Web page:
I really admire people who bounce back quickly after a crushing disappointment and get back to their feet. They wake up every day looking forward to the day ahead without thinking much about the past. They do not revisit old chapters, and most importantly, they’re present.In the here and now. I think it’s a useful skill to have; not dwelling too much on the past.
Once we had a discussion on how children are usually the happiest because they don’t know much about life yet, and you know what they say about how ignorance is bliss. I’m not saying they’re completely ignorant. They’re just ignorant about the negative side of things that come with time and experience. But what if their strength lies in their ability to forget. If they remembered every time they cried when they fell, would children be able to learn how to walk. Have you seen two five year old brothers fight, and then once they’ve gone to sleep, it’s like nothing happened the day before? It’s like they formatted their hard drive. Whatever grudge one of them might be holding over that toy his brother broke is gone. ‘Ignorance’ would indicate that they haven’t processed the incident to feel anger (and fight), but ‘forgetfulness’ means that it was acknowledged, yet forgotten after the fight. So what makes kids happier? ‘Ignorance’ or ‘forgetfulness’ or both?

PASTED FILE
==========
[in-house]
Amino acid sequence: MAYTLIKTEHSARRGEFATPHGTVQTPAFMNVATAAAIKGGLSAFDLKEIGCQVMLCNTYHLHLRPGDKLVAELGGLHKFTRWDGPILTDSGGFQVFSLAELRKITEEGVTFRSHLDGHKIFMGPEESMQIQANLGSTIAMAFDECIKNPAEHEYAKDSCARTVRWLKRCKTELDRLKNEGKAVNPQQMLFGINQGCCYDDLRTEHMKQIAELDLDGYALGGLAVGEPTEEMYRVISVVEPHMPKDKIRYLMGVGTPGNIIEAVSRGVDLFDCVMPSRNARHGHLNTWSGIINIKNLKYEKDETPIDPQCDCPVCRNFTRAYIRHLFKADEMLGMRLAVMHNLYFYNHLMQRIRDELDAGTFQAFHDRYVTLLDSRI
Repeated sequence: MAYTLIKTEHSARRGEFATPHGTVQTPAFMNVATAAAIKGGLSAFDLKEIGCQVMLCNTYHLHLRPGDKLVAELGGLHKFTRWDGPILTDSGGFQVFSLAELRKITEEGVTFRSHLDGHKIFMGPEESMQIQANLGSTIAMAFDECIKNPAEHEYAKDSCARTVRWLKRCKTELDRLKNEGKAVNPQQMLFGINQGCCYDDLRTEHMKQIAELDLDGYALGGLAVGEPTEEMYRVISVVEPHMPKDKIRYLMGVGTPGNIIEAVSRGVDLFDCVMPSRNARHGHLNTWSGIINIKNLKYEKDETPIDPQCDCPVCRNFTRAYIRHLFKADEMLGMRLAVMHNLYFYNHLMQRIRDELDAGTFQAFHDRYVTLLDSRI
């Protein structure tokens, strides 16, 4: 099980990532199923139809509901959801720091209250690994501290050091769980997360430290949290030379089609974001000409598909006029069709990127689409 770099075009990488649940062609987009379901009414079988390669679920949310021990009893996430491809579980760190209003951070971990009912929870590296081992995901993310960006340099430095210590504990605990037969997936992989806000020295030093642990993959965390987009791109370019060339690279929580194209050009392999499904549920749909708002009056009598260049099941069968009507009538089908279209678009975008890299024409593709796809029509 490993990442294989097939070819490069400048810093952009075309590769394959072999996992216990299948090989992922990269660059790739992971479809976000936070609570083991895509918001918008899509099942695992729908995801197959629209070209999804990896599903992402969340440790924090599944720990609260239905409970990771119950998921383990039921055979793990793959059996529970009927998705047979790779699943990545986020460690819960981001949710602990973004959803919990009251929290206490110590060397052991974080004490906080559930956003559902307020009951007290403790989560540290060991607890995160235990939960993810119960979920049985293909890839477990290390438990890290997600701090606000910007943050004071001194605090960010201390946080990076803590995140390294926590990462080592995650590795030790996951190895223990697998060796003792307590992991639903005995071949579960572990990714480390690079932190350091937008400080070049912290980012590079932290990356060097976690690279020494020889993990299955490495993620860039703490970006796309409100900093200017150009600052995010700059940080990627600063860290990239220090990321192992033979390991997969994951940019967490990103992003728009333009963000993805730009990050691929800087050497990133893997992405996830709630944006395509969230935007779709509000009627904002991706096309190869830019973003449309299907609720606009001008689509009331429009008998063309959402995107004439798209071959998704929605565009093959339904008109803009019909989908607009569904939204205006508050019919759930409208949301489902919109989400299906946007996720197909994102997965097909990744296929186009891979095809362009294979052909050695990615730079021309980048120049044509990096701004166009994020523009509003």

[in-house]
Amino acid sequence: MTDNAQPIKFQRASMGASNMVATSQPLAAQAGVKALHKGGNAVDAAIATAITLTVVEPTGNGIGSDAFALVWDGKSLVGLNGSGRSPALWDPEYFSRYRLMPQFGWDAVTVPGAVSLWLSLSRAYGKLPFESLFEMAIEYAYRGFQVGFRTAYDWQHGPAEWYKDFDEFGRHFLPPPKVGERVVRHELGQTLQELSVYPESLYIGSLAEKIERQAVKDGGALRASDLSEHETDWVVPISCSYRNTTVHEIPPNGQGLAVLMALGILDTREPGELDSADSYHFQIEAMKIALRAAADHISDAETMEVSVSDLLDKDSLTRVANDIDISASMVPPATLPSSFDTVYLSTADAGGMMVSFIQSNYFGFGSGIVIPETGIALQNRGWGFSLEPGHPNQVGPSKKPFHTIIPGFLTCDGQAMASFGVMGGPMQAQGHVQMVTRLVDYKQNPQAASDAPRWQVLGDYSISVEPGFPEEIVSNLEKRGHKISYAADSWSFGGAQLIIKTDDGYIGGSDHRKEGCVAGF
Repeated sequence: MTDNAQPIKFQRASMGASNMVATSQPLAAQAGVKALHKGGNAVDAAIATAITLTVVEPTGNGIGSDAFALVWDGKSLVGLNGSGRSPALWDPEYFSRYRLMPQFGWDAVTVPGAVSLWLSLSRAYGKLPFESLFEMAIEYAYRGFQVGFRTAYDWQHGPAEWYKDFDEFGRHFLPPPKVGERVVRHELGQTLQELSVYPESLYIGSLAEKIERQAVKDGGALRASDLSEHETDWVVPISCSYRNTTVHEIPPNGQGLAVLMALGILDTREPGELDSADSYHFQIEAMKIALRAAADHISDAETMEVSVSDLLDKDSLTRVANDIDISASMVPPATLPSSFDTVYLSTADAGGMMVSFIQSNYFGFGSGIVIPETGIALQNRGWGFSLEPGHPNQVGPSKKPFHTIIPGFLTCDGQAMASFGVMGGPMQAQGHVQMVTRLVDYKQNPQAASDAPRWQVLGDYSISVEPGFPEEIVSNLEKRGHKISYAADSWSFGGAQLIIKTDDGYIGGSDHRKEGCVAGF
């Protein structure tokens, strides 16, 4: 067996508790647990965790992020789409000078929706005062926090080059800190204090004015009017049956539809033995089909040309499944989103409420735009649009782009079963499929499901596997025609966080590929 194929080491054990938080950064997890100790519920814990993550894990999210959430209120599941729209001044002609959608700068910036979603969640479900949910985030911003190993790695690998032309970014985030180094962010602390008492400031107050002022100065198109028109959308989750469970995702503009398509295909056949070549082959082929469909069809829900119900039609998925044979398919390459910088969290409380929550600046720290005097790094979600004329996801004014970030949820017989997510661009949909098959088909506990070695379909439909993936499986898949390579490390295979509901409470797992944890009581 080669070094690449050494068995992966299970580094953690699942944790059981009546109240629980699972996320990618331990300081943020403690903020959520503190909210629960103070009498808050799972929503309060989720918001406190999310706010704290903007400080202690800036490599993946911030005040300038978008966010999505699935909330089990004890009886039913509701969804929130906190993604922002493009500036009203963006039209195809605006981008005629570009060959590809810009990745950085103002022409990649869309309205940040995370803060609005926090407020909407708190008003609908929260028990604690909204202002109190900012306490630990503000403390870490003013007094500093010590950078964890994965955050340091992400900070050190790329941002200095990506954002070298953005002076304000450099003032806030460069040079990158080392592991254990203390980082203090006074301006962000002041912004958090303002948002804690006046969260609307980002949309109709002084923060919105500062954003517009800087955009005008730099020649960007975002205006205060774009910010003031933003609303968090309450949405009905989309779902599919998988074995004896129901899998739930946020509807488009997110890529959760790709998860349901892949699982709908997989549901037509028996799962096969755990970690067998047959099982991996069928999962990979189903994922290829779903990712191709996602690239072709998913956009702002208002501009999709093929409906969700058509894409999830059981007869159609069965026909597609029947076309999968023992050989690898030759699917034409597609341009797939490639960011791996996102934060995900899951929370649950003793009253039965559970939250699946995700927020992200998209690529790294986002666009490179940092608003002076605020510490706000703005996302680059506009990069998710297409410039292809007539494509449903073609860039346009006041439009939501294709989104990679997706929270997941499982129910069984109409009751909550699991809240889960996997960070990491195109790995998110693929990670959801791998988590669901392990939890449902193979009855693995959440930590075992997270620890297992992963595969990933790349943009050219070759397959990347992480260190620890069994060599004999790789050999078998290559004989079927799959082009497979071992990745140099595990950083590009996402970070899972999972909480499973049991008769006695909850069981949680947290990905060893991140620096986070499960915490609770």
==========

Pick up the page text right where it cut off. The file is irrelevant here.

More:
But I still think that bouncing back quickly is a cool skill. Maybe as you grow older, the time it takes for you to bounce back to your feet follows a bell-curved shaped. When you’re a kid, that time is super short, and then it increases only for it to go down again with age as you realize that disappointments are a part of life. So there’s no use reacting to it. And the sooner you get back on your feet, the better it is.
One thought on “Bouncing Back”
May 19, 2014 at 4:54 pm
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